A final set of questions relates to whether, if we are going to spend £28 billion to improve economic growth, spending it on the green economy is the best way of doing so.
The changing global landscape should refocus our policy on the factors that are need to improve the investment outlook – such as sound macro polices and the level, predictability and simplicity of tax.
The shift to subsidies is more than the timely, targeted and temporary measures that we saw during the pandemic, and signifies a bigger change in global public policy.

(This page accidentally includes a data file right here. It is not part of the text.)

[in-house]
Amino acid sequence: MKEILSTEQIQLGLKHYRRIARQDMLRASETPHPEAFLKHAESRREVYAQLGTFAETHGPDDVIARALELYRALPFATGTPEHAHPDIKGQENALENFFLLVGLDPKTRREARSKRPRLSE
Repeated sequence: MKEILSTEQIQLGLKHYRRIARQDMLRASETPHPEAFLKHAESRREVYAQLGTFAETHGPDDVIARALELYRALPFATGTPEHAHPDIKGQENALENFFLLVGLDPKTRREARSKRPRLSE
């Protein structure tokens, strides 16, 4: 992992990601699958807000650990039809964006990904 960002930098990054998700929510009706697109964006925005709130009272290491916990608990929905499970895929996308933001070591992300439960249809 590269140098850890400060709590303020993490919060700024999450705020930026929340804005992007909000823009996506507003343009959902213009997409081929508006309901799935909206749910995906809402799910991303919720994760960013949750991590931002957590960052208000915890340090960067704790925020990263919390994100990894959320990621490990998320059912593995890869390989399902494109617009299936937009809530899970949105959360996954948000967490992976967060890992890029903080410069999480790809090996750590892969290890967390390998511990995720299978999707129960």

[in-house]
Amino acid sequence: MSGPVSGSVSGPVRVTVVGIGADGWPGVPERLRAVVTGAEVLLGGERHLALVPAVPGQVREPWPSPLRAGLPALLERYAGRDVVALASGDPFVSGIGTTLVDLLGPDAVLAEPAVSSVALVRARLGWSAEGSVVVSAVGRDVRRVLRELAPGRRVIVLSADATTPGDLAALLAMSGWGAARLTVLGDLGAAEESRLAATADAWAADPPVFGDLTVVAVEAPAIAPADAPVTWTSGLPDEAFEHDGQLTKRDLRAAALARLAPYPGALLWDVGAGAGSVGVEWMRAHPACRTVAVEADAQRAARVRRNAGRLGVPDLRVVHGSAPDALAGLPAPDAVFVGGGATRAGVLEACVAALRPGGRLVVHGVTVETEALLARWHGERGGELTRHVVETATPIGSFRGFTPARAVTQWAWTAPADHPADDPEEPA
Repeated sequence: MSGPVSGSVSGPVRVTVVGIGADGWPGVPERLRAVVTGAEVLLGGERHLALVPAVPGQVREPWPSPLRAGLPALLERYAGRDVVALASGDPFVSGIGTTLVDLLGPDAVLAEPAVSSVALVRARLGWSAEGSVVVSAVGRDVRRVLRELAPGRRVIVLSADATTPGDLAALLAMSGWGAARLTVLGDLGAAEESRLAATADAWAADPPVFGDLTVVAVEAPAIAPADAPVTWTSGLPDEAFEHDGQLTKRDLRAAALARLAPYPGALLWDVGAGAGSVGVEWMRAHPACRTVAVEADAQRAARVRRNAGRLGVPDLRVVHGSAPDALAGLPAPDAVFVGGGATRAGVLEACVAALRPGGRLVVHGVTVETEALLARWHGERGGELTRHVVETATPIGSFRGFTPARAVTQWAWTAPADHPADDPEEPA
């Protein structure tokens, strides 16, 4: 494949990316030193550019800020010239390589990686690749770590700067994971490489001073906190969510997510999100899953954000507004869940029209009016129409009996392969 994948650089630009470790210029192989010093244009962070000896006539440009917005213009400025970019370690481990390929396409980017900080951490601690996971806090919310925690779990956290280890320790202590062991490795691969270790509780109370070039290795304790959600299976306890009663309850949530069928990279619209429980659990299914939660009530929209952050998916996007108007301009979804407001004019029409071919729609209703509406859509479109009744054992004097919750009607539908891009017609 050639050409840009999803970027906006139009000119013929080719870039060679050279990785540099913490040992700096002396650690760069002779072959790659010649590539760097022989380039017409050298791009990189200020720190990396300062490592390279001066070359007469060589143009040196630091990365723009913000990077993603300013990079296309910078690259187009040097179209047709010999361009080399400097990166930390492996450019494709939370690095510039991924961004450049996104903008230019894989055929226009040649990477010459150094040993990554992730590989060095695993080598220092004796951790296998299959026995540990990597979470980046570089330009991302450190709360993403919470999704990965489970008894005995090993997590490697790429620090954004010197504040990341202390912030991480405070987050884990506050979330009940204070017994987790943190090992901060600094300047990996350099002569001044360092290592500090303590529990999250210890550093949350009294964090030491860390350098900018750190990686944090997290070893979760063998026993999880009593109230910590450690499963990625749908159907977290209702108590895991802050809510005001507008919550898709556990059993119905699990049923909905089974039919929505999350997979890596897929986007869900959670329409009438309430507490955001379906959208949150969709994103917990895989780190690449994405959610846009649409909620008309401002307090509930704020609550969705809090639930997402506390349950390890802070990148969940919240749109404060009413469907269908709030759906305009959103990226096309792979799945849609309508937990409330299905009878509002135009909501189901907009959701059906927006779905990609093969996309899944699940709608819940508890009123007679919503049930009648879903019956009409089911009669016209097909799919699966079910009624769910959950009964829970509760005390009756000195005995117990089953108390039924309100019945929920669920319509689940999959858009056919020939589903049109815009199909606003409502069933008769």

The risks of an adverse market reaction were obvious in advance of Kwarteng’s statement, and a wise Chancellor would have taken heed of it. Unfortunately, the Permanent Secretary had been dismissed and he ploughed on apparently oblivious to the risks.
I believe so – but nonetheless, the balance of risks, driven by economic and political trends, has definitely shifted.